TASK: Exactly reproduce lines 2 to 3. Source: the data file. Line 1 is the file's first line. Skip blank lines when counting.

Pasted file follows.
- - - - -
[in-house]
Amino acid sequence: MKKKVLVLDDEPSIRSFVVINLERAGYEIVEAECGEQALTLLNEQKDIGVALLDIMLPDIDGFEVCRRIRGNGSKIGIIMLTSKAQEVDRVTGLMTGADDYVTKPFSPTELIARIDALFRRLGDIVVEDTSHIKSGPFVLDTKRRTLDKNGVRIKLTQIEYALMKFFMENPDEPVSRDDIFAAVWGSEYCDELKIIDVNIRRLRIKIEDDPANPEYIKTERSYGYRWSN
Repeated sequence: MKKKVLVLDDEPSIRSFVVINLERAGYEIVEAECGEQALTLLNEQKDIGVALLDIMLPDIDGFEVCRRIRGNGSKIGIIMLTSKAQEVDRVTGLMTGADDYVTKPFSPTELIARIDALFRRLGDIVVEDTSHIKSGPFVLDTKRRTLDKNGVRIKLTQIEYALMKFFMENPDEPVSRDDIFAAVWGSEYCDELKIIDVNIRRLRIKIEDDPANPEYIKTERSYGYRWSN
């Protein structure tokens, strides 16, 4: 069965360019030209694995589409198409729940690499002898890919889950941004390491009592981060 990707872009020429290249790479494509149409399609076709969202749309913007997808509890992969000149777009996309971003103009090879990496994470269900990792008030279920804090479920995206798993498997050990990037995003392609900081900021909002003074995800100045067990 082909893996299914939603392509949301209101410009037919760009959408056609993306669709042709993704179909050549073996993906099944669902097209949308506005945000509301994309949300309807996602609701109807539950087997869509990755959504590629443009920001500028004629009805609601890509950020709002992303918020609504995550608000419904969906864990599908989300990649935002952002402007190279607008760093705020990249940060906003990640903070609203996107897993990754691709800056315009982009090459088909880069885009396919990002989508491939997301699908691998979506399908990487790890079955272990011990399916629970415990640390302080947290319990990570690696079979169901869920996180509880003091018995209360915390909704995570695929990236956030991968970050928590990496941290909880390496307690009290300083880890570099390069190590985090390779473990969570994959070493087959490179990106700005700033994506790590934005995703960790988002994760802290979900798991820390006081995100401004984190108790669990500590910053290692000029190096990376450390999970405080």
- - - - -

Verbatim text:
Amino acid sequence: MKKKVLVLDDEPSIRSFVVINLERAGYEIVEAECGEQALTLLNEQKDIGVALLDIMLPDIDGFEVCRRIRGNGSKIGIIMLTSKAQEVDRVTGLMTGADDYVTKPFSPTELIARIDALFRRLGDIVVEDTSHIKSGPFVLDTKRRTLDKNGVRIKLTQIEYALMKFFMENPDEPVSRDDIFAAVWGSEYCDELKIIDVNIRRLRIKIEDDPANPEYIKTERSYGYRWSN
Repeated sequence: MKKKVLVLDDEPSIRSFVVINLERAGYEIVEAECGEQALTLLNEQKDIGVALLDIMLPDIDGFEVCRRIRGNGSKIGIIMLTSKAQEVDRVTGLMTGADDYVTKPFSPTELIARIDALFRRLGDIVVEDTSHIKSGPFVLDTKRRTLDKNGVRIKLTQIEYALMKFFMENPDEPVSRDDIFAAVWGSEYCDELKIIDVNIRRLRIKIEDDPANPEYIKTERSYGYRWSN